The illegal fish market affects our communities!
By Maria Angella Fortich Fraija
"Illegal fishing is one that violates the established rules of a fishery that is not regulated, that nobody manages" - WWF
Illegal fishing is one of the practices that endangers global food security and the marine biodiversity of our oceans. More and more cases are being heard of fishermen who do not follow the instructions of the Regulation of the fight against illegal, unreported and unregulated (IUU) fishing, which endangers the way in which we consume fish and their habitats.
How does illegal fishing affect communities economically?
It is no secret to anyone that sustainable fishmongering helps communities in food and trade issues. But, every year the levels of illegal fishing by groups with economic interests are increased. The INDR affirms that between 13% and 31% have been captured by them and have been species that come from a suspicious fishing process.
Annually, between 11 and 26 million tons of illegally harvested fish are caught . Losses are estimated between 10,000 and 23,500 million dollars for the economy worldwide and 40% of these economic damages go directly to fishing communities.
But... How is the issue in Colombia?
In Colombia, one of the big problems is the fishing of wolf fish, this has been prohibited since 2019 because five of the species of this fish are in danger of extinction . However, local fishermen continue to fish for it under the name Pargo Loro. The problem with fishing for this species is that it is not only a latent threat to their populations, but also to the coral reefs that depend on them to stay healthy.
In the Seaflower Marine Reserve more than 600 kilograms of different species of parrotfish are seized every year. This reserve is located in the archipelago of San Andrés, Providencia and Santa Catalina, "combining around 77% of the coral areas of all Colombia and was also declared a biosphere reserve by Unesco, as it houses the third largest coral reef in the world. world” - Mongabay
According to the Ministry of Environment and Sustainable Development, 60% of the country's reefs are threatened, 20% of them may disappear in the next decade, 19% have already been destroyed and 15% are in critical condition.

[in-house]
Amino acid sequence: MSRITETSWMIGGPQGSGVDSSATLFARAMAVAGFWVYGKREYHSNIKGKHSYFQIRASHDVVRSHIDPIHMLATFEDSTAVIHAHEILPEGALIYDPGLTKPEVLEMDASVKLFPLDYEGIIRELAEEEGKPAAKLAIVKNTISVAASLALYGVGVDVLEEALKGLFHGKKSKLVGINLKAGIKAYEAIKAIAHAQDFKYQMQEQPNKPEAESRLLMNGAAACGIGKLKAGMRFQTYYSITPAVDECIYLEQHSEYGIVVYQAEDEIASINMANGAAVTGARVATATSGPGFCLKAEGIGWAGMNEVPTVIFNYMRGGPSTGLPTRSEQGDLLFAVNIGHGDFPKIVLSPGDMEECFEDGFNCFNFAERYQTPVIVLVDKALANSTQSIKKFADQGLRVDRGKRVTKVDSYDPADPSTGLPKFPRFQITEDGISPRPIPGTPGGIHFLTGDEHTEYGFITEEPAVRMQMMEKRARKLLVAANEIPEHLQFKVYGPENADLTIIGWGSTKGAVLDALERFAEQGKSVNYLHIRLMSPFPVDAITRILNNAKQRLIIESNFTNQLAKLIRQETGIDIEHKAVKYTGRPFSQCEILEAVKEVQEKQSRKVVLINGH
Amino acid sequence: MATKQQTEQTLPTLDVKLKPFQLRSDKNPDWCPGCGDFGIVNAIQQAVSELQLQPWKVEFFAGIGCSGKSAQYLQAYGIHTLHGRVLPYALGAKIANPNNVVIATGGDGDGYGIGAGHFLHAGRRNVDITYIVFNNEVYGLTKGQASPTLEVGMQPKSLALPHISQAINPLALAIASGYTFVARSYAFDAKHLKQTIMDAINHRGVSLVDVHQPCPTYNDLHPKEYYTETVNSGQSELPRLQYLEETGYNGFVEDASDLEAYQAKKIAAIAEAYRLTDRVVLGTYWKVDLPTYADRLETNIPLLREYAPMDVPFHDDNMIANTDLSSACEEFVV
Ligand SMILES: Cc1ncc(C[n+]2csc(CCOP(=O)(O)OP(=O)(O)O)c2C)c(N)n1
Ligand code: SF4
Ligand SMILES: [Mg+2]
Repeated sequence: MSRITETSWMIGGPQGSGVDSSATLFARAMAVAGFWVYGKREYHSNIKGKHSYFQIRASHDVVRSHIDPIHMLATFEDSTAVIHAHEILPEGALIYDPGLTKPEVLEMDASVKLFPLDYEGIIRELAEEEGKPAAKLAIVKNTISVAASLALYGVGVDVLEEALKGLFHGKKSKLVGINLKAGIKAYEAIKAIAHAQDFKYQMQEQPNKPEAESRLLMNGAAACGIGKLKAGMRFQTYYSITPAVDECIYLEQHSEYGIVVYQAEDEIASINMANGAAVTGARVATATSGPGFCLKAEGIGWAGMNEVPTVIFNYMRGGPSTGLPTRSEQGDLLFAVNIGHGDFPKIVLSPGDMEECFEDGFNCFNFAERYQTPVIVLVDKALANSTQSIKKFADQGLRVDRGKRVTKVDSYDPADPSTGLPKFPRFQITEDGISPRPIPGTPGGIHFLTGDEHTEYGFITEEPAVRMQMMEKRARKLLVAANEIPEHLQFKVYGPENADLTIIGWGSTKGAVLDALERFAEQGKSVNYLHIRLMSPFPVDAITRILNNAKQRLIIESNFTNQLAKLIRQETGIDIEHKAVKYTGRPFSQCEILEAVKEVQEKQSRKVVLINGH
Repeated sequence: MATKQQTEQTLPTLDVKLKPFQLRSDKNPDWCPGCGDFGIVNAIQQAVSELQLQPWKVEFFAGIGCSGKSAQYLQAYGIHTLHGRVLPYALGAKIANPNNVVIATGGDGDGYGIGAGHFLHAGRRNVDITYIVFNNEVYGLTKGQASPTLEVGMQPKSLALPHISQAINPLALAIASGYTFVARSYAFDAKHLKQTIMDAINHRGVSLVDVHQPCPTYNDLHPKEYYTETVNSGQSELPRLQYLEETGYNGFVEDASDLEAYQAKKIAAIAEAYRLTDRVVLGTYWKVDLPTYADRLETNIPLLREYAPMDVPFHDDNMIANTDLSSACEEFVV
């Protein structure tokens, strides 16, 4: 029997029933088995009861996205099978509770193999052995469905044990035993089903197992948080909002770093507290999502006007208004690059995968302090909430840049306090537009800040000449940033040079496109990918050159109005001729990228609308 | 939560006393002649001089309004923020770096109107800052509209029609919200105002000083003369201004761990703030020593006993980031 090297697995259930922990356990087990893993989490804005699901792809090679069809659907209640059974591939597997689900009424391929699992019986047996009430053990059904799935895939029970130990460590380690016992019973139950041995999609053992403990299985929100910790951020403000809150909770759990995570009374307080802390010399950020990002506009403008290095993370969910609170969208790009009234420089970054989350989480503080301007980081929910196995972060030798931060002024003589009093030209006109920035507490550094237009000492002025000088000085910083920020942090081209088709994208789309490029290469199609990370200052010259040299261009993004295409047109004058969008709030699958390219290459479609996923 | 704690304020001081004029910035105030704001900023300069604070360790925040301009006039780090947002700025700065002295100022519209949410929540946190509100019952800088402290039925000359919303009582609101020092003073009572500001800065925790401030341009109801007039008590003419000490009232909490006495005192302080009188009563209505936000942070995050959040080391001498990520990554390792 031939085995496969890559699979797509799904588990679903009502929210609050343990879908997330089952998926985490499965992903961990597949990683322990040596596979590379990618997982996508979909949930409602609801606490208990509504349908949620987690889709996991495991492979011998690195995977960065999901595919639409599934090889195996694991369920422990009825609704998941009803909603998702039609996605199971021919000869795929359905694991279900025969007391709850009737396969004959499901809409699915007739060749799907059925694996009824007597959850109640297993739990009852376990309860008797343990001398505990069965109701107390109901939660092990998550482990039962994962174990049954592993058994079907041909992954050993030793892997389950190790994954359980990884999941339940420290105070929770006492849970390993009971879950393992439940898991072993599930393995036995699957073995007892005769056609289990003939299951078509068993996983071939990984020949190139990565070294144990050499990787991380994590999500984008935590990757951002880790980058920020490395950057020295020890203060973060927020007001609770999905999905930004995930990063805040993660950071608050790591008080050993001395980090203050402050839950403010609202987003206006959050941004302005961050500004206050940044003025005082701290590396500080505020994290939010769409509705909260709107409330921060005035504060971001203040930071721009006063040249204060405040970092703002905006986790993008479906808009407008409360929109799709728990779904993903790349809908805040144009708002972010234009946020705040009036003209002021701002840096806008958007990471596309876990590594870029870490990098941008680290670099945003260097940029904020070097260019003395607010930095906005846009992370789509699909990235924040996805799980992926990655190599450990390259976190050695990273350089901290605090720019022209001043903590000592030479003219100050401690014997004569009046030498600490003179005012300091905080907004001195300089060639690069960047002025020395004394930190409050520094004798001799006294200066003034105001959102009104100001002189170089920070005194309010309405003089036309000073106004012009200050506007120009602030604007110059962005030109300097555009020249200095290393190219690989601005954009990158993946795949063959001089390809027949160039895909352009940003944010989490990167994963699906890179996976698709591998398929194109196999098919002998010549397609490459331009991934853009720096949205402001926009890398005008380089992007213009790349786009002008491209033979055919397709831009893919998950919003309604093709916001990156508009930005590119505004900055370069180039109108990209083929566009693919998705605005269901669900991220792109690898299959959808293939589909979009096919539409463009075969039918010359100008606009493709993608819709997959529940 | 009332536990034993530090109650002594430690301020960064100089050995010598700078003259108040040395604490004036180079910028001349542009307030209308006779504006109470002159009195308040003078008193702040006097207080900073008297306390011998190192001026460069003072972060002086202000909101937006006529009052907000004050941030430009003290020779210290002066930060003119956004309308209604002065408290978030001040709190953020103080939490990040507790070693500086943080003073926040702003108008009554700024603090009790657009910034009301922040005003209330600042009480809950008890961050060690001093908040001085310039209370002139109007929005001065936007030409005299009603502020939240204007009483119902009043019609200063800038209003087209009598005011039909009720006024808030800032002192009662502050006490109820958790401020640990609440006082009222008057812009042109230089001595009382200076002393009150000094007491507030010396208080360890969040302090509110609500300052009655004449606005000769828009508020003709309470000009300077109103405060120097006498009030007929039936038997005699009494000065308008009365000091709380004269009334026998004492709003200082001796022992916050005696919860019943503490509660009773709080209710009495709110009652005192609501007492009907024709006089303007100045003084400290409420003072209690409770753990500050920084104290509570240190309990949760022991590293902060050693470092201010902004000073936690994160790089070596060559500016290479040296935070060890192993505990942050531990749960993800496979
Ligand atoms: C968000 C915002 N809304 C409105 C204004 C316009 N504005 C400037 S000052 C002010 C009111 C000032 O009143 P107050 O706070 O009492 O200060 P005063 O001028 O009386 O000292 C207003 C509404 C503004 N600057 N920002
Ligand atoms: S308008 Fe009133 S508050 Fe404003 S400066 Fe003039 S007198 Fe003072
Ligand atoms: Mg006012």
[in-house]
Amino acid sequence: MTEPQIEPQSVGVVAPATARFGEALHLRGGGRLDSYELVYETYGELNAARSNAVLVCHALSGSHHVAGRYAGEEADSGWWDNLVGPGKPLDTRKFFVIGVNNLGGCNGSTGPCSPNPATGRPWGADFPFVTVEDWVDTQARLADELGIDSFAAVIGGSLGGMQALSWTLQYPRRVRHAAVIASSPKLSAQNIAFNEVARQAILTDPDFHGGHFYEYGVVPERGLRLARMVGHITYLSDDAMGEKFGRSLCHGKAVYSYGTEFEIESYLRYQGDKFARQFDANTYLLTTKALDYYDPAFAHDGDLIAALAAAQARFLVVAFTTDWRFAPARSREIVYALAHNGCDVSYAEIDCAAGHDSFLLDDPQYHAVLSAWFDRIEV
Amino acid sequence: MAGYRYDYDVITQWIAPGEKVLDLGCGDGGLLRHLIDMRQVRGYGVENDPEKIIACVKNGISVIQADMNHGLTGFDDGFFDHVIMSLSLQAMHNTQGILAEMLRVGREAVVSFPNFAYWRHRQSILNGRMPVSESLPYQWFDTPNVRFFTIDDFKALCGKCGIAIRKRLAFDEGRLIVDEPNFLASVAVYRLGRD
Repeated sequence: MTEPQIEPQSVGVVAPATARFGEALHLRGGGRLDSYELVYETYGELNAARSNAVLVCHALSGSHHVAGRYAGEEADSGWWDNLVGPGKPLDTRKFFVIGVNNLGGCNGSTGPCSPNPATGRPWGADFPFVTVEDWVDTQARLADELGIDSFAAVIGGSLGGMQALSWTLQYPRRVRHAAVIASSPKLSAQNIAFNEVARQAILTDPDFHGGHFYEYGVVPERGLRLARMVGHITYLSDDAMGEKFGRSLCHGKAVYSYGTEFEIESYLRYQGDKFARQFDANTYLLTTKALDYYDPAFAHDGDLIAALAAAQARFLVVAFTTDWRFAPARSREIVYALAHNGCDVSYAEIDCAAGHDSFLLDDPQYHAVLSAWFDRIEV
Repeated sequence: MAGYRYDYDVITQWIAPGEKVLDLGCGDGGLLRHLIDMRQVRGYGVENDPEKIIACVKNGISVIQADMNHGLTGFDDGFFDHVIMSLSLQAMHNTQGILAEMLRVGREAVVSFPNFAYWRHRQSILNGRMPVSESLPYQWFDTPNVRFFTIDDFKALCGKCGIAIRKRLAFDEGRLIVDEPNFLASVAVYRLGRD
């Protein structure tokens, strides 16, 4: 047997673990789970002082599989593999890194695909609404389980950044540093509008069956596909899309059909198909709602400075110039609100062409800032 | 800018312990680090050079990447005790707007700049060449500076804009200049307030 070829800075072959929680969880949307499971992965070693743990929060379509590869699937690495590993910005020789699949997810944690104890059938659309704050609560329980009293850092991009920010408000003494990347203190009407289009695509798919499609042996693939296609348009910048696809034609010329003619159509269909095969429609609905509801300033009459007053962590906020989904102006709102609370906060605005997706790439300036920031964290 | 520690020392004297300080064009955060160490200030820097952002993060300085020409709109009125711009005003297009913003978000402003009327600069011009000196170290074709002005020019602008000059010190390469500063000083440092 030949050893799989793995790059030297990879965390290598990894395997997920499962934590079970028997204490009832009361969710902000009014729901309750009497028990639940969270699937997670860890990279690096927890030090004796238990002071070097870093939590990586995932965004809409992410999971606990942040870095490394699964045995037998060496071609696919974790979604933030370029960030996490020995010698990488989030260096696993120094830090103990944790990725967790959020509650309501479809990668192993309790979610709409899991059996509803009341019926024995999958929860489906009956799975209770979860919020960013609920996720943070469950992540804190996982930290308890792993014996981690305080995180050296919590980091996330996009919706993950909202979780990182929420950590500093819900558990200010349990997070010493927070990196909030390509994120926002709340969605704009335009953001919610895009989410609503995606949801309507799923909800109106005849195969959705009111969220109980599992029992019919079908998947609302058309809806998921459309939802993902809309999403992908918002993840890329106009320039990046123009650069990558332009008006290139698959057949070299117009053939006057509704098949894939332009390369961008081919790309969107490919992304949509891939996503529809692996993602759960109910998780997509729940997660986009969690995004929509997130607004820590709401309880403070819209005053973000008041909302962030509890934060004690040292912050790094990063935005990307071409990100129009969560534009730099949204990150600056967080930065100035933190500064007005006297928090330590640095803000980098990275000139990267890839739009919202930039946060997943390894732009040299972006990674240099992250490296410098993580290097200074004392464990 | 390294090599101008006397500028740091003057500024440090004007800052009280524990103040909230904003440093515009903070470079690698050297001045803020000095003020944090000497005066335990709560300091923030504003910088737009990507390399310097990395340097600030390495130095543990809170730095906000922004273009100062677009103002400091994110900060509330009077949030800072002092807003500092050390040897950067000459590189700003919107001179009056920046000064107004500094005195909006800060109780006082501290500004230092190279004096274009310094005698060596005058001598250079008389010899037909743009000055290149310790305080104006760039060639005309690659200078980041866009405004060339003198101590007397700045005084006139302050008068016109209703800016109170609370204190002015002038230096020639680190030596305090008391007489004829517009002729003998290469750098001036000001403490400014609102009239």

Laws for maritime care in Colombia
The Colombian Ocean Commission together with national organizations worked for the construction process of the penal project for the care of our marine habitats. All these laws are reflected byarticle 335 of the Colombian penal code ; in Law 1851 of 2017 National Level, Decree 1835 of 2021 National Level and in Decree 1878 of 2021 National Level.
These laws have in common the penalization of the use of unauthorized instruments or of technical specifications that do not correspond to those allowed by the competent authority; the drying up or lowering of the level of rivers, lagoons, swamps or any other source for fishing or fishing purposes; the alteration of the ecological environment of the species that live in hydrobiological resources as a consequence of exploitation activities of non-renewable natural resources; and lastly, the construction of works, nets, meshes or any other element that prevents the free and permanent transit of fish in the seas, swamps, lagoons, pipes, rivers and canals.
The situation can be improved if we abide by sustainable fishing and help communities to have better economic opportunities so that they do not fall back on illegal activities to survive. Also, the authorities must impose the laws established by the State to combat the illegality of this activity and to be able to promote better opportunities for the communities that live in the areas where the fishing takes place. Likewise, we must bear in mind that the most important thing is to maintain fishing sustainability so as not to harm the environment.
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